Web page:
US Democratic politician Alexandria Ocasio-Cortez has revealed she is a survivor of sexual assault.
Speaking candidly on Instagram Live, the congresswoman made the revelation while detailing her harrowing experience during the insurrection at the US Capitol last month.
AOC was shocked when she heard Republicans urging others to 'move on' from the siege that killed five people, and said it was similar 'tactic of abusers'.
"The reason I'm getting emotional at this moment is because these folks who tell us to move on, that it's not a big deal, that we should forget what's happened, or even telling us to apologise, these are the same tactics of abusers," she said.
"And I'm a survivor of sexual assault and I haven't told many people that in my life. But when we go through trauma, trauma compounds on each other.
"And so, whether you had a negligent or a neglectful parent, and - or whether you had someone who was verbally abusive to you, whether you are a survivor of abuse, whether you experience any sort of trauma in your life, small to large - these episodes can compound on one another."
The politician also said that the terrifying ordeal at the US Capitol building had her believing 'everything was over' and she was 'going to die'.
The 31-year-old told her followers she had been forced to hide behind a bathroom door as rioters were searching for her during the insurrection.
"I had a pretty traumatising event happen to me, and I do not know if I can even disclose the full details of that event due to security concerns, but I can tell you that I had a very close encounter where I thought I was going to die," she said.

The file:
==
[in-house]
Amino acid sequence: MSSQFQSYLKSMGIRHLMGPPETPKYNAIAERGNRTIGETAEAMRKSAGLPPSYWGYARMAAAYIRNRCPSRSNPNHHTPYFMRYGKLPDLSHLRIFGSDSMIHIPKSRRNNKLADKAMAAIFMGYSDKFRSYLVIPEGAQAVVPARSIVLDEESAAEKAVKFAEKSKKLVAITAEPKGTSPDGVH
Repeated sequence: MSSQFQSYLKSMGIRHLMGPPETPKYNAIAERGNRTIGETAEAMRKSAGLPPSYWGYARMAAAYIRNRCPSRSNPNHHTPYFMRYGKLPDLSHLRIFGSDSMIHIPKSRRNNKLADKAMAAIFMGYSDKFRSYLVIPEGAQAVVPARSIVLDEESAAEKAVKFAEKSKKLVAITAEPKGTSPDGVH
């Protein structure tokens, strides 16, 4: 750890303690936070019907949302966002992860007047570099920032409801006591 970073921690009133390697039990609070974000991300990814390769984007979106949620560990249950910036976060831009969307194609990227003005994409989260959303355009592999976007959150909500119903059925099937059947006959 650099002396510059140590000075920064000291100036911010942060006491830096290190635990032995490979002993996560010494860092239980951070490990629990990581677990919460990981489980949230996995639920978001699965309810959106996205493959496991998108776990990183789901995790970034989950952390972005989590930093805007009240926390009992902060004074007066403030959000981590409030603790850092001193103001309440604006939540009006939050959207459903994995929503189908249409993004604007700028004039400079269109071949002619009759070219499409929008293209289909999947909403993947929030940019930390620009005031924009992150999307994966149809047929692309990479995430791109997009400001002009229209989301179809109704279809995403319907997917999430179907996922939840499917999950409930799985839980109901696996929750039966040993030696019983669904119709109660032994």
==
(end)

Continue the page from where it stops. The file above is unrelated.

"I hear huge violent bangs on my door and then every door going into my office."
Ocasio-Cortez explained on the moment she knew something was wrong, adding: "Like someone was trying to break the door down. And there were no voices. There were no yells. No one saying who they were, nobody identifying themselves."
The most frightening part of the experience came as an officer - who did not identify himself - began screaming out to locate her.
After a staffer told her the man was an officer and it was okay to come out, AOC said that 'something didn't feel right' about the situation, insisting that the man was looking at her with 'anger and hostility.'
"Things weren't adding up," she said.
Following the congresswoman coming out with her story, she said that her 'story isn't the only story, nor is it the central story of what happened on Jan 6th.'
"It is just one story of many of those whose lives were endangered at the Capitol by the lies, threats, and violence fanned by the cowardice of people who chose personal gain above democracy," she said.
"This is not about a difference of political opinion, this is about basic humanity."
She urged Republicans to hold themselves accountable, warning Americans aren't safe 'with people who hold positions of power who are willing to endanger the lives of others if they think it will score them a political point'.
She continued: "I'm not going to let it happen to me again. I'm not going to let it happen to the people victimised by the situation again, and I'm not going to let it happen to our country.
Just last month, a man was arrested for allegedly taking part in the storming of the Capitol and posting violent threats on social media that included a call to assassinate AOC.
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